Legally, students have the right to choose not to identify a disability, but they will not get accommodation unless they register with Disability Access Services. Remember, sometimes it is difficult to have to identify oneself, time after time, as being "different", especially for the student whose disability is invisible. Further information about specific disabilities and teaching tips are available at Supporting Students with Disabilities in British Columbia (Justice Institute of BC).
- Disability Etiquette
- A Way with Words and Images: Suggestions for the portrayal of people with disabilities
- What the Professor Needs Know (4:29 minutes)
- Flexible Accommodation Deadline (8:22 minutes)
- Testing Accommodations (4:16 minutes)
Learn more about disabilities and receive teaching tips in the links below:
- Attention Deficit Disorder
- Mental Health Disorders
- Autism Spectrum Disorders
- Physical Disabilities (CP, MS, Spinal Cord Injuries)
- Chronic Health Conditions
- Traumatic Brain Injury
- Deaf and Hard of Hearing
- Sensitivities and Allergies
- Visual Impairment (Blind or partially sighted)
- Learning Disabilities
- Post-Traumatic Stress Disorder (PTSD)
On the first day of classes and repeat one week later, make this announcement:
"If there is any student in this class who has a need for test-taking or other accommodation needs, please feel free to come and discuss this with me after class or make an appointment to see me."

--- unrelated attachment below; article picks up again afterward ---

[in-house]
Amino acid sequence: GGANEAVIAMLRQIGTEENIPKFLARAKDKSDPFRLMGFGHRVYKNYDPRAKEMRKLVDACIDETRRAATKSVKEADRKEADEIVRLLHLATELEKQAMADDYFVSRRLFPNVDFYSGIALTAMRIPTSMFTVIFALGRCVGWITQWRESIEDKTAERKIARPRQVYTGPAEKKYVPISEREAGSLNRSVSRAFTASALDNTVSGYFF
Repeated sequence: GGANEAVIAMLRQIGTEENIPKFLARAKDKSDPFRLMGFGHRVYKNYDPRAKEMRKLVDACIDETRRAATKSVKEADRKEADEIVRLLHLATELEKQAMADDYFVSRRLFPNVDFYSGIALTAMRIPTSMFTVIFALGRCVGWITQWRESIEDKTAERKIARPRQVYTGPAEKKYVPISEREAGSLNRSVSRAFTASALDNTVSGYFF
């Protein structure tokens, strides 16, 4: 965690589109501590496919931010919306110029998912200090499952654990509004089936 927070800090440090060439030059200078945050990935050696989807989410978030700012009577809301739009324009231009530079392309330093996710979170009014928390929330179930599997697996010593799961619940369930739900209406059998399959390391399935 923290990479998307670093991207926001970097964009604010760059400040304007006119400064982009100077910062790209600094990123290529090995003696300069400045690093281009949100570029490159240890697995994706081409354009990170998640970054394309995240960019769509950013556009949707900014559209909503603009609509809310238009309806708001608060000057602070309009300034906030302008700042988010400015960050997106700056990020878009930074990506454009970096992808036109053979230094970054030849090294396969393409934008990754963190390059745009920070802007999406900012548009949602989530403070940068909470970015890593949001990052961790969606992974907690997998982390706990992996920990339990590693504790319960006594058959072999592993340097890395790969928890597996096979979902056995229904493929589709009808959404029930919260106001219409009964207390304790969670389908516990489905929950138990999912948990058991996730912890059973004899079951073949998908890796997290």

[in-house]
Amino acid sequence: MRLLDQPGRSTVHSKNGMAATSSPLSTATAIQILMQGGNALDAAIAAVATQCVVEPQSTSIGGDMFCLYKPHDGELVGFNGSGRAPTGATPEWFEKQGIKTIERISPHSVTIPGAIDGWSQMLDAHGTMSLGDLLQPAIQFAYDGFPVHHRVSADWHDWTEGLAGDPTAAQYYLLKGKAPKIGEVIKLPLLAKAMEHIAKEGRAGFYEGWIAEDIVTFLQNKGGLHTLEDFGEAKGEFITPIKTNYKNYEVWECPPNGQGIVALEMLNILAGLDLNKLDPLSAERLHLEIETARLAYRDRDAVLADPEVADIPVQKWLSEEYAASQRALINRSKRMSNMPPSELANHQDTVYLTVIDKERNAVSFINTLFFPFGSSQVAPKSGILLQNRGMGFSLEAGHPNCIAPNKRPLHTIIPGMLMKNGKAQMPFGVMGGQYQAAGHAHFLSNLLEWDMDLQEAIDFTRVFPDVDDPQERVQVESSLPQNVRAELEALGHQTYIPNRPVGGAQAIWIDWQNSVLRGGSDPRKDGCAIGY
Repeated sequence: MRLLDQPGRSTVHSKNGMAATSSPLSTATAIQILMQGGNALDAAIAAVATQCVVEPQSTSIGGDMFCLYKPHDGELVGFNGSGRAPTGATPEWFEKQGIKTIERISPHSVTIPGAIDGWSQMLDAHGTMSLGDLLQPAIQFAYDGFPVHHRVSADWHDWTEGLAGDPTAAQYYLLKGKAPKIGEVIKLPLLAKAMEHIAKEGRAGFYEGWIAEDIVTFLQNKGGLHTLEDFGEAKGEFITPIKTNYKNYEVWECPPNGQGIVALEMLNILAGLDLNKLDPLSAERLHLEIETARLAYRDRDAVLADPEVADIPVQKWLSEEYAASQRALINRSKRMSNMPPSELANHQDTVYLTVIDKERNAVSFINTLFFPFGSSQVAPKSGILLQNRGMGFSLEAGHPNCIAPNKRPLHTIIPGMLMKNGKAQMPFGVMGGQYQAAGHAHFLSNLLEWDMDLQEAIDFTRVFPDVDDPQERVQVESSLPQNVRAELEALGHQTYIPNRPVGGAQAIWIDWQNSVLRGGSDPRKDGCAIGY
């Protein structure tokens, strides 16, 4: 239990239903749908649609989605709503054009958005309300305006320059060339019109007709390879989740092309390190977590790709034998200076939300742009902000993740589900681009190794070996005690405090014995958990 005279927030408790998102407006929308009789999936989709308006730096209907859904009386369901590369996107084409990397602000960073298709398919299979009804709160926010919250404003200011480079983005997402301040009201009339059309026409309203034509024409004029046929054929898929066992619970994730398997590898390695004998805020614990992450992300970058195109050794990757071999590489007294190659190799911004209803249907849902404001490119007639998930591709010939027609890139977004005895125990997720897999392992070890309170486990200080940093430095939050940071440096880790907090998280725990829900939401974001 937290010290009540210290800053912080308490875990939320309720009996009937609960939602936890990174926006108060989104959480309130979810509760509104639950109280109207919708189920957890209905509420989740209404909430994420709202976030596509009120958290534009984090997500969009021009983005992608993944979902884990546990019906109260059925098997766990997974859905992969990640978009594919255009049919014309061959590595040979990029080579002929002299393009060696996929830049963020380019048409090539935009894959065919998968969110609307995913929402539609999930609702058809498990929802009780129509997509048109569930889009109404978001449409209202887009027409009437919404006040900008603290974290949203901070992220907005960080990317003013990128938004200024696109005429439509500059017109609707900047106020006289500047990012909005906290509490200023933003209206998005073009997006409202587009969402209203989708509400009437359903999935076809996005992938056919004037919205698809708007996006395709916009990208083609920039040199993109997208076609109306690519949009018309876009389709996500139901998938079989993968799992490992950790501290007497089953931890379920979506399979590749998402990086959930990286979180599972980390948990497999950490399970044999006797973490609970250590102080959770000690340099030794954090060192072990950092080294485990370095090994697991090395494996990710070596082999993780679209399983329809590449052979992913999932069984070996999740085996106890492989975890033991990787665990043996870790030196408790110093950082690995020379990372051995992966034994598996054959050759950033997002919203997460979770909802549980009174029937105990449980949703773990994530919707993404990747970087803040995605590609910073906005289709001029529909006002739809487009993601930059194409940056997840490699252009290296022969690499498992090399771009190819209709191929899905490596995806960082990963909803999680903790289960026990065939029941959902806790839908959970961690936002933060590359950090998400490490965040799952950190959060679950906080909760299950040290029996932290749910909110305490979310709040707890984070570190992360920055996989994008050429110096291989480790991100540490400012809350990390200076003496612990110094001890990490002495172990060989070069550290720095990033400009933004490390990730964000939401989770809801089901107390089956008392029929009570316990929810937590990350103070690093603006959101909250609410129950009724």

On your course outline add this statement:
"Students with documented disabilities requiring academic and/or exam accommodation should contact Disability Access Services, Building 200 or call 740-6446 as soon as possible."
Once the student has presented their documentation to Disability Access Services and accommodation has been determined, a confidential letter of notification will be prepared for the student to discuss with you.
This letter verifies that the student is registered with Disability Access Services and outlines both their classroom and exam accommodation needs. The nature of their disability is not disclosed. The student may email you the letter, or may give it to you in person.
- The student has been encouraged to meet with you privately during office hours to discuss their accommodation.
- This meeting should occur at the beginning of the semester as soon as the student receives their accommodation letter from Disability Access Services.
- Discuss implementation of the accommodation and possible strategies that they will need to do their best in your classroom.
- Do not ask the student the student for his/her diagnosis or disability.
Possible Discussion Questions
- What learning strategies have worked for you in the past?
- What educational barriers do you find in this course?
- What assistance do you need accessing material? (lectures, notes, reading, tutors)
- What assistance do you need to show your knowledge of the course? (assignments, tests, exams).
Remember the meeting goal is to develop a successful learning experience in your classroom.